James Kapnek, an American entrepreneur found great financial success in Southern Africa in the late 19th century, and decided to leave his fortune to build communities in Zimbabwe. He is the founder of Kapnek Trust.
I came across the work of the Kapnek Trust through their Board Member Dr. Chiura, who is an Advisor on the work I am doing with Tiritose. It was a case of great timing as they were expecting a group of American high school students to visit Zimbabwe and volunteer at two of their sites in Ngezi. Call it love at first site if you may!The Kapnek Trust is a registered charity operating in Zimbabwe with offices in the United States. The Trust pivoted its focus in the 1990s to become a grant-seeking implementor of programmes to help vulnerable children in Zimbabwe. Today, the organisation runs several programmes, including Paediatric HIV Prevention & Treatment, Pre-school Child Health, Paediatric Disabilities and Harare Children’s Hospital.
The group of high school students arrived in Harare in June 2016, accompanied by two parents. Tiritose being in charge of the logistics and on-the-ground support, I gave orientation talks on health, safety & security – preparing them for life in Zimbabwe, albeit being a visit of only two weeks. Regardless, it is always important to feel safe when exploring new and unfamiliar places.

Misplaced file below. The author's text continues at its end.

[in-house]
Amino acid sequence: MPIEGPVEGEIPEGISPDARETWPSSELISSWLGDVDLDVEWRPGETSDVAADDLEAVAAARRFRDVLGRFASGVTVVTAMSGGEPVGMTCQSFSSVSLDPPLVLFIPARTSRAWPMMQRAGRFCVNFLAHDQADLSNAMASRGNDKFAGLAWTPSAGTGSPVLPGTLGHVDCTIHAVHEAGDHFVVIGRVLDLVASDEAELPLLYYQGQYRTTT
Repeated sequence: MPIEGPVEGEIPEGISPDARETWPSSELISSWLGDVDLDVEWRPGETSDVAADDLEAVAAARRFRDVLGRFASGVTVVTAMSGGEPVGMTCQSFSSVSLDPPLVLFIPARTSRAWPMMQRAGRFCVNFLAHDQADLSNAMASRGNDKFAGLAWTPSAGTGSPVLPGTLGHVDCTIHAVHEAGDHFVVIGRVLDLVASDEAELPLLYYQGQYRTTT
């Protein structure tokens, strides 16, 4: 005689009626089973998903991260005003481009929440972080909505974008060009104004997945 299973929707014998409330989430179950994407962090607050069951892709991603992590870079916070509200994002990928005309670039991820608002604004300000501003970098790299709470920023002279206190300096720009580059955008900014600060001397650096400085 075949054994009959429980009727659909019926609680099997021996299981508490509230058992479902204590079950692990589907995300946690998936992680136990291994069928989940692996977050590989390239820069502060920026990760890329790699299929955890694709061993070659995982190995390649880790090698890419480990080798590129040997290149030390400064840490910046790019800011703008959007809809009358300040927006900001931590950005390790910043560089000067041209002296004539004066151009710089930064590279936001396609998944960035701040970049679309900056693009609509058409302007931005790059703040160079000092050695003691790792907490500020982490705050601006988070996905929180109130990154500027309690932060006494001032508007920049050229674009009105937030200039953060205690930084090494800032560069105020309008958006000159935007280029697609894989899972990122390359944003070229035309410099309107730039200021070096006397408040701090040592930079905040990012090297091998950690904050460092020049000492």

The Tiritose orientation programme consists of exploring the local farmers’ markets for the fresh, organic produce, a trip to the Northern suburbs before contrasting it with a trip to underserved communities on the other side of town. Harare, a City of contrasts, and a walk in the city centre exposes these contrasts, with a national gallery on the one end, a recreational park next to it, with some lovely sculptures, and then across the road are run-down government buildings and littered streets.We also had a visit to Kapnek’s two sites in Mhondoro-Ngezi, about 120km from Harare in Mashonaland West Province. There they were finishing up a classroom block and painting it with the trademark Kapnek colour PINK. While in Mhondoro-Ngezi, the students stayed at one of the Zimbabwe National Parks accommodation sites, with a lush dam view perfect for watching the sunset.
The activities at the two sites varied from working on and painting the buildings in the morning and then spending time playing with the children in the afternoon. The high school students and their parents had fundraised in the United States so they came well prepared with soccer balls, clothes and other toys for the small children. The excitement was unreal from the Mhondoro-Ngezi children, and the American high schoolers were equally excited.
What’s a trip to Zimbabwe and Africa without a safari right? After spending a decent amount of time in the capital Harare, and in a rural setting in Ngezi, it was time to experience the 7th Wonder of the World – the mighty Victoria Falls. Just like anywhere in Zimbabwe, you can never have enough of it and sadly, after such a lovely time with the children and getting their hands dirty, we had to say goodbye. The girls certainly did not want to go, and the tears proved it, for the boys, well – they cried inside!